The U.S. currency was flat in early trading in Europe on December 24. The world’s reserve currency was on track to end the week lower after encouraging signs from the pandemic rejuvenated global risk appetite, supporting higher yielders. The dollar index, which tracks the U.S. currency against a basket of currencies, stood at 96.06. On December 24, moves in all the main currencies were also minor.
The euro gained less than 0.1% to $1.1347. The British pound was up a similar amount at $1.3412.
However, the greenback lost between 1% and 1.5% this week against the British pound. The U.S. dollar stuffed losses against Australian and New Zealand dollars as well. The greenback fell nearly 1% against the euro. The dollar strengthened its positions against the Japanese yen as well as the Swiss franc.
Data released on December 23 that showed sustained inflationary pressure in the U.S. weren’t enough to upset the broader optimism regarding the omicron variant. Scientists in South Africa came to the conclusion that the omicron variant is less likely than all previous dominant strains to lead to serious illness.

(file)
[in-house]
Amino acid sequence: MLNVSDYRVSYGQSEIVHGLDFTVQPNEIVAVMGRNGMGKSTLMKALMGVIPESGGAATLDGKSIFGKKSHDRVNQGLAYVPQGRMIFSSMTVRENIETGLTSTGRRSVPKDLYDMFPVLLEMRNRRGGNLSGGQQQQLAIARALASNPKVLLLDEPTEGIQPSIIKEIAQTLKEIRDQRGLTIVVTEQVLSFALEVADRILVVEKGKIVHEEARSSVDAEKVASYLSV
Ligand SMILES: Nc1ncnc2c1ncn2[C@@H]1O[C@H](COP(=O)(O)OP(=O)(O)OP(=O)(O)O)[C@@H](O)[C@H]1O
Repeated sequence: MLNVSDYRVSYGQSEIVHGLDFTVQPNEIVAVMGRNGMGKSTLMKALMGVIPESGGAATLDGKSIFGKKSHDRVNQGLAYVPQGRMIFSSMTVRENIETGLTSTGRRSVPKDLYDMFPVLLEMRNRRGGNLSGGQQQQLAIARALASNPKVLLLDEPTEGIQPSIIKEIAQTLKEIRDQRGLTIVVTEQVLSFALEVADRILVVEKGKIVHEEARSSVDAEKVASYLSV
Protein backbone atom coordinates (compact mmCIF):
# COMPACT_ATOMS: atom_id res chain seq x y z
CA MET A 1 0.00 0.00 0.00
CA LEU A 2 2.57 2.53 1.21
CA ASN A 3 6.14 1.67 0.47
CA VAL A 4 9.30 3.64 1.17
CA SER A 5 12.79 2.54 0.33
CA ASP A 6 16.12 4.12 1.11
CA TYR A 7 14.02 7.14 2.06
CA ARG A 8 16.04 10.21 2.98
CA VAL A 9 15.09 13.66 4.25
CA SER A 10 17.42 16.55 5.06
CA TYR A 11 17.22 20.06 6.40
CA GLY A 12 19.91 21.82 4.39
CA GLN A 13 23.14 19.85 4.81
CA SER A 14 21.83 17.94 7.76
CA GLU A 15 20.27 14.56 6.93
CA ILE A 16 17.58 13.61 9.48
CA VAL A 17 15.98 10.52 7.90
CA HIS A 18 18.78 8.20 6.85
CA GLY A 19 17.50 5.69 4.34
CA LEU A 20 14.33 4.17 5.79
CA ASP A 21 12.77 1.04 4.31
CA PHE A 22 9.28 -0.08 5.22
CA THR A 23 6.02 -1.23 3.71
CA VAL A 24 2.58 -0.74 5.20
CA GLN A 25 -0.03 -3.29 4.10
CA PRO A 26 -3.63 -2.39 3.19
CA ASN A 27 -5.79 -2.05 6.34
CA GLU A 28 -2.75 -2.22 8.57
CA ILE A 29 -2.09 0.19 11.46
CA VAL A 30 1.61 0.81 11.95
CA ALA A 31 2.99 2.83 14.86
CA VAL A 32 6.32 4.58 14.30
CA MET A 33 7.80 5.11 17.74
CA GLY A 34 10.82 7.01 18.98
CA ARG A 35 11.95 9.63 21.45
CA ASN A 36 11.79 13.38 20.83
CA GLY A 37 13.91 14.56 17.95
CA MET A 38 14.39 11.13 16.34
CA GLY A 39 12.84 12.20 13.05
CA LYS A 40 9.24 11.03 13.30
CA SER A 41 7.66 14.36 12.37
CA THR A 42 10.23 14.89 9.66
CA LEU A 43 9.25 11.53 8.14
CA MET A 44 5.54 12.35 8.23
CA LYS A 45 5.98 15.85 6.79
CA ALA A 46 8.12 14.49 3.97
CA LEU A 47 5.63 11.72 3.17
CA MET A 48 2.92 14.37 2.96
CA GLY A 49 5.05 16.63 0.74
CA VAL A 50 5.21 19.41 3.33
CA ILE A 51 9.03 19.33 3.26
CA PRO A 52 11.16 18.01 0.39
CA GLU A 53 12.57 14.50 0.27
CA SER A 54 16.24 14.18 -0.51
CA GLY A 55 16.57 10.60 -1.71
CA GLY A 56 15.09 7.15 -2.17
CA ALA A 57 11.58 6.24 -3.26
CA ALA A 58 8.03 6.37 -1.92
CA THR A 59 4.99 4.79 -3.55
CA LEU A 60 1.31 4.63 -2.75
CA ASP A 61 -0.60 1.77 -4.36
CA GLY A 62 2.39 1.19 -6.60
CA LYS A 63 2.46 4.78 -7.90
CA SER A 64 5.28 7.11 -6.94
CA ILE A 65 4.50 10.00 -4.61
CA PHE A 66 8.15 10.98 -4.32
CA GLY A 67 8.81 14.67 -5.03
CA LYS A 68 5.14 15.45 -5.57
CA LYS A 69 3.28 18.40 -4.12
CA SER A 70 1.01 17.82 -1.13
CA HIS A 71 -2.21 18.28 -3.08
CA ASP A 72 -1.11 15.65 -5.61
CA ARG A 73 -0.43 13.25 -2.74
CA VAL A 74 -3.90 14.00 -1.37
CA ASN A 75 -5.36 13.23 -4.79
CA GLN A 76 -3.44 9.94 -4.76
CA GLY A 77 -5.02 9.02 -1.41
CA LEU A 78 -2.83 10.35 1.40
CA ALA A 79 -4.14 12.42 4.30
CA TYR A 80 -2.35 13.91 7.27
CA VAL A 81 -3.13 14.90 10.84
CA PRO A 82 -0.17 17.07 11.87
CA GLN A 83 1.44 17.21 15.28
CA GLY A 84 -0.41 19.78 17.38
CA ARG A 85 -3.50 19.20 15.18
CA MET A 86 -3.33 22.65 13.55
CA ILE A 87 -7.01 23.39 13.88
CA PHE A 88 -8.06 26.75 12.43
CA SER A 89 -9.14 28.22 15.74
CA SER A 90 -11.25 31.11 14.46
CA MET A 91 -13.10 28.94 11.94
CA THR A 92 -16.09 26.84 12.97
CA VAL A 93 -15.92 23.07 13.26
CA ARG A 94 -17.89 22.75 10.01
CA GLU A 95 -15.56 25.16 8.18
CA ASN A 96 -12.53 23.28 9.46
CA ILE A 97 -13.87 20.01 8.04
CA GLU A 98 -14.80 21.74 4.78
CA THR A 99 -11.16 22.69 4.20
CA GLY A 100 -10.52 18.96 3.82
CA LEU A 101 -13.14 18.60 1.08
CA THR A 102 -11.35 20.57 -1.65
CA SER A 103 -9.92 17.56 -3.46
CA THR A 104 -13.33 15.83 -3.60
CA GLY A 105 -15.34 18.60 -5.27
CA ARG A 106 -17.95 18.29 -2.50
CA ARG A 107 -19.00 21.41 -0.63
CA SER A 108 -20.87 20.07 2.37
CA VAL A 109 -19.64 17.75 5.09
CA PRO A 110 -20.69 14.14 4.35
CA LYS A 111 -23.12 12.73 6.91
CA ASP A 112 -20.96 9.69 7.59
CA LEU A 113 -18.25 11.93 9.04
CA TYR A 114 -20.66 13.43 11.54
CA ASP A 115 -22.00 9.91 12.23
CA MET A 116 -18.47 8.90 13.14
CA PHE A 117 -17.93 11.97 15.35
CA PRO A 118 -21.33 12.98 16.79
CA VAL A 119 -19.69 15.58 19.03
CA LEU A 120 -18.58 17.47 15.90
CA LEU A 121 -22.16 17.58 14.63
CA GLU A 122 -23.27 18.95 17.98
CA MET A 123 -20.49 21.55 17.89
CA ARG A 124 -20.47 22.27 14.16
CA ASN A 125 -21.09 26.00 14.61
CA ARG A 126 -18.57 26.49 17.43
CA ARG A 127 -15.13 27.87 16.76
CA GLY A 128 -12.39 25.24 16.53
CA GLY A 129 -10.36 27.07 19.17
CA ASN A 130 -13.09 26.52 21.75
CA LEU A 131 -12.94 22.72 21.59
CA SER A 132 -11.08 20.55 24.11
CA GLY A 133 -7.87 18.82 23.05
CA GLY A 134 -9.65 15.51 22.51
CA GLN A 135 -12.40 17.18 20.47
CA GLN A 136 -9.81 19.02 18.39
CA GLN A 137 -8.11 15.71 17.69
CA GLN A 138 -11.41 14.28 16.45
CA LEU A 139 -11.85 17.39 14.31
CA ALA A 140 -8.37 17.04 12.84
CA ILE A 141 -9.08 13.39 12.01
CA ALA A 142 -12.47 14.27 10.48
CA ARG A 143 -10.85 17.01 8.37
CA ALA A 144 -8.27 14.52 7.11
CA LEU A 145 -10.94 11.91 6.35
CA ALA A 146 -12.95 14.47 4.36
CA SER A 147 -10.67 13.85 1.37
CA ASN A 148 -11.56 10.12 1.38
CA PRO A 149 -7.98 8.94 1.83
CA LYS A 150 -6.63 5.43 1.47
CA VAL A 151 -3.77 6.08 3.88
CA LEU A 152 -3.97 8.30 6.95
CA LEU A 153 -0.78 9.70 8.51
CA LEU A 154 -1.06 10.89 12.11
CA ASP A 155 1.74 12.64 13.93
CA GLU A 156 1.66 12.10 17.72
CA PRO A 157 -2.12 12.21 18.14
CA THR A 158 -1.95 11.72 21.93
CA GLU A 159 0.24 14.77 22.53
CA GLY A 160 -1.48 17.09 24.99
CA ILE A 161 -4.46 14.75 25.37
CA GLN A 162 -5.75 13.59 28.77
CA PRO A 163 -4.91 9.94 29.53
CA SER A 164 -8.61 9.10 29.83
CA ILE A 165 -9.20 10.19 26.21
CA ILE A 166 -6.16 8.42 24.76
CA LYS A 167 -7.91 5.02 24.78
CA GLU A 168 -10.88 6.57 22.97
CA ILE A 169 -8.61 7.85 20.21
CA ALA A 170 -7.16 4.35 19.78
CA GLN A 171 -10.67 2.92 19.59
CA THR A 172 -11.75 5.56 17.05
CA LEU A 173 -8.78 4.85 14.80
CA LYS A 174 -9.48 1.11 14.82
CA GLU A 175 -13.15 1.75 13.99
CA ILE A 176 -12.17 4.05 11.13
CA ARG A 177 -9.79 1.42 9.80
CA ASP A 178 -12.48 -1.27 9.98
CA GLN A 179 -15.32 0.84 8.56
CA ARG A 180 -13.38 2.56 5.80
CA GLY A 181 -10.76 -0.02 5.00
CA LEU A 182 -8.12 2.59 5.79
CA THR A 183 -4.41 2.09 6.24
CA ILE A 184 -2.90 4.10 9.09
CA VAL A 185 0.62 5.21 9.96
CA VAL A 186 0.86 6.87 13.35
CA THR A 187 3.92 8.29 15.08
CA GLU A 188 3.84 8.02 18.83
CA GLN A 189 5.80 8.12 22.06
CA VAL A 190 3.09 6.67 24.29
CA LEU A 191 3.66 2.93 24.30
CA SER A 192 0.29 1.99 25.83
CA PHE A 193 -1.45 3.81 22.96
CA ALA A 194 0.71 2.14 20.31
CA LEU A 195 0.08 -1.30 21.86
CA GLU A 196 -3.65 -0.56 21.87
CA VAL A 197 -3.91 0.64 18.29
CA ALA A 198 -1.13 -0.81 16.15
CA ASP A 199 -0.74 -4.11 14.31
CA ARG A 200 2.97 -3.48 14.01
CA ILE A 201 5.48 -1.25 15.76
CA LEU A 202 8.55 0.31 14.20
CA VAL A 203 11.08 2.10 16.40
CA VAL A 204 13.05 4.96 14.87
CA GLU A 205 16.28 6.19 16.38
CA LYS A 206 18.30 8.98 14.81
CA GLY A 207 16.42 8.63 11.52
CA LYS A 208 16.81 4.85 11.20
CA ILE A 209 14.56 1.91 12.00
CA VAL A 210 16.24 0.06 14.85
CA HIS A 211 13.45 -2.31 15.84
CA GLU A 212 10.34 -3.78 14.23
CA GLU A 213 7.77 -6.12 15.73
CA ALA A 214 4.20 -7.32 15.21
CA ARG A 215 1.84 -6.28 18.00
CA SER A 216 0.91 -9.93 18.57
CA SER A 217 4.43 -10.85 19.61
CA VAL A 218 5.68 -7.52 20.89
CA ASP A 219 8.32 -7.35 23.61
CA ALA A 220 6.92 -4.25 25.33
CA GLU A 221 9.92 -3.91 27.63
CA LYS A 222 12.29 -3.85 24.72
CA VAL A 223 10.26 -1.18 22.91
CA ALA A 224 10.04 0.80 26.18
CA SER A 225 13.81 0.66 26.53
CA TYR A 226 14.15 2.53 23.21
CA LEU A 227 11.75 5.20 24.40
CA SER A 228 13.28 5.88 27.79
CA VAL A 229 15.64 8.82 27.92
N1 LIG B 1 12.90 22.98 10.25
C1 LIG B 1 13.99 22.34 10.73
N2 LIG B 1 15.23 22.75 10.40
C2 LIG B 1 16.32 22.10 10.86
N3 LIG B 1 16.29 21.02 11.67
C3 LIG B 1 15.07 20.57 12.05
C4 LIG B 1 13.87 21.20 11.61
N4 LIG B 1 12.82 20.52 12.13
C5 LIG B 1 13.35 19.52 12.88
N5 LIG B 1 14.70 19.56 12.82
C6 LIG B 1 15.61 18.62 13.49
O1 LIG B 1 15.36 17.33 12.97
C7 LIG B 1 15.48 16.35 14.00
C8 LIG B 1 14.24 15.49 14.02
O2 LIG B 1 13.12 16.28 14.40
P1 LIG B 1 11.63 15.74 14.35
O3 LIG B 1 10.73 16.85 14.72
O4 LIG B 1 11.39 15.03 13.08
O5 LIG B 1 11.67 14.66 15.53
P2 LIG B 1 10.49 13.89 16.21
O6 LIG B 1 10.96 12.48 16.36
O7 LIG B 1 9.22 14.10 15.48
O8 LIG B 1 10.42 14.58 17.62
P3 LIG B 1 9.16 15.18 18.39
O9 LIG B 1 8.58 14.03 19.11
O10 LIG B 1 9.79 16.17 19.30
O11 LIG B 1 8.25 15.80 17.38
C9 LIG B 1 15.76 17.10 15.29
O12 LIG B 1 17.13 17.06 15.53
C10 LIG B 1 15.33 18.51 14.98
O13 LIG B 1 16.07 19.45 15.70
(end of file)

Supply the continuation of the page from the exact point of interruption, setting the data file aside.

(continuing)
Dollar, lira, ruble, and rand
This week was full of challenges for the Turkish lira. From a high of more than 18 lira last week, the dollar declined to as low as 10.1565 on December 23. The greenback traded at 11.6279 at 3:30 PM.
The Russian ruble was testing its highest point in more than a month after news suggesting that talks with the U.S. to improve the situation may take place in the near future. On December 23, President Vladimir Putin slightly dialed down the tension at his annual press conference.
The South African rand rose after fresh data showing that the country may soon put its latest infection wave behind it.